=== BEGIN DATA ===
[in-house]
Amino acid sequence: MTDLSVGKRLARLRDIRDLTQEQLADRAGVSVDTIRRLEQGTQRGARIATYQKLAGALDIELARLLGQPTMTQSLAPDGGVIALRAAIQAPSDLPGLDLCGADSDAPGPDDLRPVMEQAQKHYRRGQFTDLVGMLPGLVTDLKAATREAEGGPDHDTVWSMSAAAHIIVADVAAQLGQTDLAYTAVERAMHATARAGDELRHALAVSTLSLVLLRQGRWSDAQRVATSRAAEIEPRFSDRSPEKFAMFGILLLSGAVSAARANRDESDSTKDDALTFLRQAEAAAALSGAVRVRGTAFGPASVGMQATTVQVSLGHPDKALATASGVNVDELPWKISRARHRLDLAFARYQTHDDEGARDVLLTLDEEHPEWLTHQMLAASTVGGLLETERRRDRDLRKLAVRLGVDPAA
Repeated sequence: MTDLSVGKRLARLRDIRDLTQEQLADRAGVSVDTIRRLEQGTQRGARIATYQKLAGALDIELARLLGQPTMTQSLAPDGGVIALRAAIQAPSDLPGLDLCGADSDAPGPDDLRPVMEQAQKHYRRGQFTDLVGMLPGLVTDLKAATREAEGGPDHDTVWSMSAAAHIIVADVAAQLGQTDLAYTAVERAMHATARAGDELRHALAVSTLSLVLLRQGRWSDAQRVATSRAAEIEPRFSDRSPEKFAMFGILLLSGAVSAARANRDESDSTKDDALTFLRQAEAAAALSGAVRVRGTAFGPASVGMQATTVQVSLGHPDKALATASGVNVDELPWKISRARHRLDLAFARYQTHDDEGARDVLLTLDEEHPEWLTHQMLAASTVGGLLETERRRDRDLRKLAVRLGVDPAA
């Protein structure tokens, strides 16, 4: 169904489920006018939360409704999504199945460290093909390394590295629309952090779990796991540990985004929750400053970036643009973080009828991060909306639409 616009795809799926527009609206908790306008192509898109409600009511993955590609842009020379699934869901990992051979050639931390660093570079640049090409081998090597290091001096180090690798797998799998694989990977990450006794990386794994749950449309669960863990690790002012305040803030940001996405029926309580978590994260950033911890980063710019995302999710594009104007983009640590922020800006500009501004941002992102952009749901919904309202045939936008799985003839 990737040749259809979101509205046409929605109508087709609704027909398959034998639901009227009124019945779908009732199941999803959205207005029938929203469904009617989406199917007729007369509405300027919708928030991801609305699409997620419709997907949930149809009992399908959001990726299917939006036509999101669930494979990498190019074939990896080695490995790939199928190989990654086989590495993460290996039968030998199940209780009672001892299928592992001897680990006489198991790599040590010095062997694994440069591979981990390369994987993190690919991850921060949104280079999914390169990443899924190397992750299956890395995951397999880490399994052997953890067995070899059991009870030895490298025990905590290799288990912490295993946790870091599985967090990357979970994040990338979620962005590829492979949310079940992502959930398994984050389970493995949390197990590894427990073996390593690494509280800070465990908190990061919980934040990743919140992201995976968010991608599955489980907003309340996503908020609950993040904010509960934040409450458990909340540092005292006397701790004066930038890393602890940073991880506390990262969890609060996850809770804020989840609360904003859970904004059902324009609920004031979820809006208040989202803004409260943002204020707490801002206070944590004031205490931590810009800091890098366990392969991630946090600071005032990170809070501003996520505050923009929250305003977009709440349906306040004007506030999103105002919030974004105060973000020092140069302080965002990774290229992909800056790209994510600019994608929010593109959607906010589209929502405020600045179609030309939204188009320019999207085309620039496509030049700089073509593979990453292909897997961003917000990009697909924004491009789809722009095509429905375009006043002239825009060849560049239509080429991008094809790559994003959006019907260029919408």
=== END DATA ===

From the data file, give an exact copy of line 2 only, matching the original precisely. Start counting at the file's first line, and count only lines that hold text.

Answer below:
Amino acid sequence: MTDLSVGKRLARLRDIRDLTQEQLADRAGVSVDTIRRLEQGTQRGARIATYQKLAGALDIELARLLGQPTMTQSLAPDGGVIALRAAIQAPSDLPGLDLCGADSDAPGPDDLRPVMEQAQKHYRRGQFTDLVGMLPGLVTDLKAATREAEGGPDHDTVWSMSAAAHIIVADVAAQLGQTDLAYTAVERAMHATARAGDELRHALAVSTLSLVLLRQGRWSDAQRVATSRAAEIEPRFSDRSPEKFAMFGILLLSGAVSAARANRDESDSTKDDALTFLRQAEAAAALSGAVRVRGTAFGPASVGMQATTVQVSLGHPDKALATASGVNVDELPWKISRARHRLDLAFARYQTHDDEGARDVLLTLDEEHPEWLTHQMLAASTVGGLLETERRRDRDLRKLAVRLGVDPAA